Statement says Mohammad Allahdadi died in alleged Israeli raid that also killed members of Lebanon’s Hezbollah.
Tehran said it sent a warning to Israel through the United States over the recent killing of an Iranian general in an Israeli air strike in Syria, the official IRNA news agency reports.
“We told the Americans that the leaders of the Zionist regime should await the consequences of their act,” IRNA quoted Deputy Foreign Minister Hossein Amirabdollahian as saying. Israel has “crossed our red lines”, he added.
Amirabdollahian said Iran had sent the message on Tuesday through diplomatic channels to US officials, to hand over to Israel. He did not elaborate.
The January 18 strike in the Syrian-controlled part of the disputed Golan Heights killed Iranian General Mohammad Ali Allahdadi, a senior commander in the Revolutionary Guards, along with six Lebanese Hezbollah fighters.
Allahdadi was one of the highest ranking Iranian officers known to have been killed abroad in decades.
Amirabdollahian spoke during a commemoration on Tuesday for the Iranian general. The Guards’ acting commander, General Hossein Salami, said Iran will soon retaliate for his death.
“We tell them [Israelis to] await retaliation but we will decide about its timing, place and the strength,” Salami said at the ceremony.
US disregards threat
Both Iran and Hezbollah, close allies of Syrian President Bashar al-Assad, blamed Israel, which is believed to have been behind a number of air strikes in Syria in recent years. Israel has neither confirmed nor denied the air strike.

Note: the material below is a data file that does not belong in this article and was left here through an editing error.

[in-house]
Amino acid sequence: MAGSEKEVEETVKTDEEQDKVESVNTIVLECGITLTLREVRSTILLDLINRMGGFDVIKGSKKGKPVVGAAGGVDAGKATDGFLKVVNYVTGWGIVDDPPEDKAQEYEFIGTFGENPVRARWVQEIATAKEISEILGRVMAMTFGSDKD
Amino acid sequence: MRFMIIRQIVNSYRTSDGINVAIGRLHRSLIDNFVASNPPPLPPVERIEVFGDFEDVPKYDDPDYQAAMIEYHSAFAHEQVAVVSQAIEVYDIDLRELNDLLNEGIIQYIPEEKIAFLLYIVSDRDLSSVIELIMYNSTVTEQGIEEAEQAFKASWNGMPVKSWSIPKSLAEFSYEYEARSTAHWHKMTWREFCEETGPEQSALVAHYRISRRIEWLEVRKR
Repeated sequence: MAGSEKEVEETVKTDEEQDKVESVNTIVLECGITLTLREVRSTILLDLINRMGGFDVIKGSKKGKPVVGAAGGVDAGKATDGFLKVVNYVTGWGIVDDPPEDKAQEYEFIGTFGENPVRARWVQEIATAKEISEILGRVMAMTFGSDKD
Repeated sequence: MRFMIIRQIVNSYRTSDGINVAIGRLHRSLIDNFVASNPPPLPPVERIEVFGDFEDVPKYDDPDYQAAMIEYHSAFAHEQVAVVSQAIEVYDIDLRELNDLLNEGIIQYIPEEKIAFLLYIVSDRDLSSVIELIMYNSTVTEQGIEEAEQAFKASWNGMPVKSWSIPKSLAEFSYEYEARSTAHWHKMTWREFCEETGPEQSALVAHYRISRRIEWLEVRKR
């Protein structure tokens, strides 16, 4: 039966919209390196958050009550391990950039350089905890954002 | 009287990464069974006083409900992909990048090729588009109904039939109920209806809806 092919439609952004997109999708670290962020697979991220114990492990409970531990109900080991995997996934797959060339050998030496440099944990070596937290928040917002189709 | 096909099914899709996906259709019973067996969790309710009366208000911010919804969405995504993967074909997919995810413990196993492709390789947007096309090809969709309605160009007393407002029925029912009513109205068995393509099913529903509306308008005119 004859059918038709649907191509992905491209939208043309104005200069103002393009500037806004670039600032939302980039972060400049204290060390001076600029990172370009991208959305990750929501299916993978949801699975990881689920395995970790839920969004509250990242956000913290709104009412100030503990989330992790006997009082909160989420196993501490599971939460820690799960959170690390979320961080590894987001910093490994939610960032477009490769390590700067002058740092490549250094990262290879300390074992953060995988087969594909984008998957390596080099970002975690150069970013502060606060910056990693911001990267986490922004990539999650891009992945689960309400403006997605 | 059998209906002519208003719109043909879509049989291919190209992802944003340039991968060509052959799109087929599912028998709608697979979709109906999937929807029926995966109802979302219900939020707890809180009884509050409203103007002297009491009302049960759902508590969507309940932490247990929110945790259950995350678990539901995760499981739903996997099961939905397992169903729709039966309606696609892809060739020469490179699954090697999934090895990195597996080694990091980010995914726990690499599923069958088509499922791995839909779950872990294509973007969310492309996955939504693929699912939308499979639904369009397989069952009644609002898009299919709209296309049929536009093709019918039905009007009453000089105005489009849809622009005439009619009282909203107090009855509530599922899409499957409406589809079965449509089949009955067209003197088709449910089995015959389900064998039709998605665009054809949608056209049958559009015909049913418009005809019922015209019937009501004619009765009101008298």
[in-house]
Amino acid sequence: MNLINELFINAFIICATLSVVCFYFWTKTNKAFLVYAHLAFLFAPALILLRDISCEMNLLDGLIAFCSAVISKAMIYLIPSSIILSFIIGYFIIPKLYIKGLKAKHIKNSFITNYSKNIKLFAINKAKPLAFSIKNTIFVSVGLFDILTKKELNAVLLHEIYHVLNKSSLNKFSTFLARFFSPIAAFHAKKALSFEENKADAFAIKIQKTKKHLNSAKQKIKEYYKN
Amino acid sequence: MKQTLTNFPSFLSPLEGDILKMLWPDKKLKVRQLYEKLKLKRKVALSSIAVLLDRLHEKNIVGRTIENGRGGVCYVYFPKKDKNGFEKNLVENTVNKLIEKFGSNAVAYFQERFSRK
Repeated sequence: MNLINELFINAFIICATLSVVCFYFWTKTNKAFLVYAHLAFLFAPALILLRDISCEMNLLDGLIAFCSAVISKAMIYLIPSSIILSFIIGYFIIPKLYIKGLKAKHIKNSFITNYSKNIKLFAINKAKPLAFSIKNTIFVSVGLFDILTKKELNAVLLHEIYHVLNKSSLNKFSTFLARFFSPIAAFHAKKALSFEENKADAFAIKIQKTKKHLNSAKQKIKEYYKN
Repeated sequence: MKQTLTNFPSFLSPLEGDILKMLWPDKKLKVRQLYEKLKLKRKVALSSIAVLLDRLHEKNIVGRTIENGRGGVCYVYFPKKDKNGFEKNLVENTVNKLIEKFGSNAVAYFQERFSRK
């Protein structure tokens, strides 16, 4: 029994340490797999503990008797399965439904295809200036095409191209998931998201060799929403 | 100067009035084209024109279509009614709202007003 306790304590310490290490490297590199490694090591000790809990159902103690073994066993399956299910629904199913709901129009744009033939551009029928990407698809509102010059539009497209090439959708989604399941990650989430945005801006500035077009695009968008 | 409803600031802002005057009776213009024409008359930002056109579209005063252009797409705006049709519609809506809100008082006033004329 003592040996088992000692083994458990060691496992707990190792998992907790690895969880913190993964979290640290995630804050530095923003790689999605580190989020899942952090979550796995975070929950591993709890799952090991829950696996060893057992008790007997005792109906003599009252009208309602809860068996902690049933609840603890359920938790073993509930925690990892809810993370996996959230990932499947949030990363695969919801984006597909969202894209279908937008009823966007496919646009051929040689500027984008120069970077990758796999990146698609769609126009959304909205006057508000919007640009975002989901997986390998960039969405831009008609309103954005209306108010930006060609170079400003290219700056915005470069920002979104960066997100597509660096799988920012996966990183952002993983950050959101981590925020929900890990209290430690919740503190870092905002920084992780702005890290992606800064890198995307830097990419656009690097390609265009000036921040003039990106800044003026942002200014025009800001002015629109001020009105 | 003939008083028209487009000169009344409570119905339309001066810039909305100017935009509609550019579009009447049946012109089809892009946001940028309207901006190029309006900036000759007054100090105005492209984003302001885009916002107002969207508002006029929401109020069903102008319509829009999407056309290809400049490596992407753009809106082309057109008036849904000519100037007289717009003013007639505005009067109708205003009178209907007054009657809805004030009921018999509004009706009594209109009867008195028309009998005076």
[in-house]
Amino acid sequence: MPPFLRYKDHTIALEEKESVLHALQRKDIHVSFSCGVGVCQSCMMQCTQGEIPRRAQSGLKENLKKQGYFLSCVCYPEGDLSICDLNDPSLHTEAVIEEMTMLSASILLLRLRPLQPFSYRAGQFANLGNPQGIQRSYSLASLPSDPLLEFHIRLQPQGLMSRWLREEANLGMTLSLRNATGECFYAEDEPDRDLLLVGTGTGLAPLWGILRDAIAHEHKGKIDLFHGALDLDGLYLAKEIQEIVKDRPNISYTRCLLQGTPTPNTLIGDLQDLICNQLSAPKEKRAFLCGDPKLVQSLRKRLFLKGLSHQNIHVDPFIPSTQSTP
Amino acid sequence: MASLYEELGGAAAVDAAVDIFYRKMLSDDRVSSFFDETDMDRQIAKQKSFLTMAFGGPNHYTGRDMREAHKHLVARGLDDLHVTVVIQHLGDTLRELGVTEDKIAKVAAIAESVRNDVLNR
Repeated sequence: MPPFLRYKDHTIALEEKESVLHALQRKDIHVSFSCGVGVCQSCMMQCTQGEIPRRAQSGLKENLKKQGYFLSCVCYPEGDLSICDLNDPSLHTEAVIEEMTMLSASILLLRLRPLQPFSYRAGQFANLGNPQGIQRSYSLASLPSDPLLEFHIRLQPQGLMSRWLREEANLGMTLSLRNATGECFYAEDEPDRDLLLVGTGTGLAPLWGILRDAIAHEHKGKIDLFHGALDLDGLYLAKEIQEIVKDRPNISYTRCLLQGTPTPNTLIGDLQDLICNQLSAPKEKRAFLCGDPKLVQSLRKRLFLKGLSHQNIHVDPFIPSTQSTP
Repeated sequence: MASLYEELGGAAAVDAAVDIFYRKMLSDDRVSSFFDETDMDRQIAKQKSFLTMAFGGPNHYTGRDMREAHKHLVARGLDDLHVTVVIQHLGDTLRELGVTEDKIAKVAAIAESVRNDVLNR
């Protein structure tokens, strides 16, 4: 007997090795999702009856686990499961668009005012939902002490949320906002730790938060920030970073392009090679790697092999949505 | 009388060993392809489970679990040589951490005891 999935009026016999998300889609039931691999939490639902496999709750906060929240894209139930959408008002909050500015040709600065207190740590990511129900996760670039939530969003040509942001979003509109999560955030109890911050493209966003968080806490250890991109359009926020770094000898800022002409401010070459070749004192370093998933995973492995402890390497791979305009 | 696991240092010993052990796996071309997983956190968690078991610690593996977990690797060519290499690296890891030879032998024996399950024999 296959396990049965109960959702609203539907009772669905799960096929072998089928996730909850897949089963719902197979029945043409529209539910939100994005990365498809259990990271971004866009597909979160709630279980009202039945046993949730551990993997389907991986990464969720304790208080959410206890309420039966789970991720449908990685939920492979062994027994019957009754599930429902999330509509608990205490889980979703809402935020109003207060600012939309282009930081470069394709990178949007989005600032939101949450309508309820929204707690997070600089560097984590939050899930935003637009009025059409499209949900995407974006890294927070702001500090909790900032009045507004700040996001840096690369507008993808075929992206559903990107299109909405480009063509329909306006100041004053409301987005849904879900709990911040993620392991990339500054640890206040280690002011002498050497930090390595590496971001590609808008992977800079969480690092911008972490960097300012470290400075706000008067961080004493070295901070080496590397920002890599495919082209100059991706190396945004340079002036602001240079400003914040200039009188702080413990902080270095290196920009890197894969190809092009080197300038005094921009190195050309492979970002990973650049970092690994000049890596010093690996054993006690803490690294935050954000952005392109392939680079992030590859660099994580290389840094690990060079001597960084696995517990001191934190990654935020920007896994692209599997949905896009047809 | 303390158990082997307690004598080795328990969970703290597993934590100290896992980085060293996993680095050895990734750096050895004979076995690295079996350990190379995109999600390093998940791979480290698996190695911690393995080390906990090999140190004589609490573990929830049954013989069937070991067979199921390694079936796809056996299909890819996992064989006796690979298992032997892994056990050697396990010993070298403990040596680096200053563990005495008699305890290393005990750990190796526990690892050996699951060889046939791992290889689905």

In Washington, State Department spokeswoman Jen Psaki would not comment on private diplomatic talks with Iran, beyond saying that no threat to Israel was delivered in the latest round of nuclear talks between US and Iranian officials.
“We absolutely condemn any such threats that come in any form,” Psaki told reporters.
Iran and the US have had no diplomatic relations since Iranian armed students stormed the US embassy in Tehran and held Americans there hostage for 444 days in 1979.
The two nations normally exchange diplomatic messages through the Swiss embassy, which looks after US interests in Iran.
Diplomats from both countries also meet directly on other occasions, such as the current negotiations to limit the scope of the Iranian nuclear programme in exchange for easing harsh international sanctions against Tehran.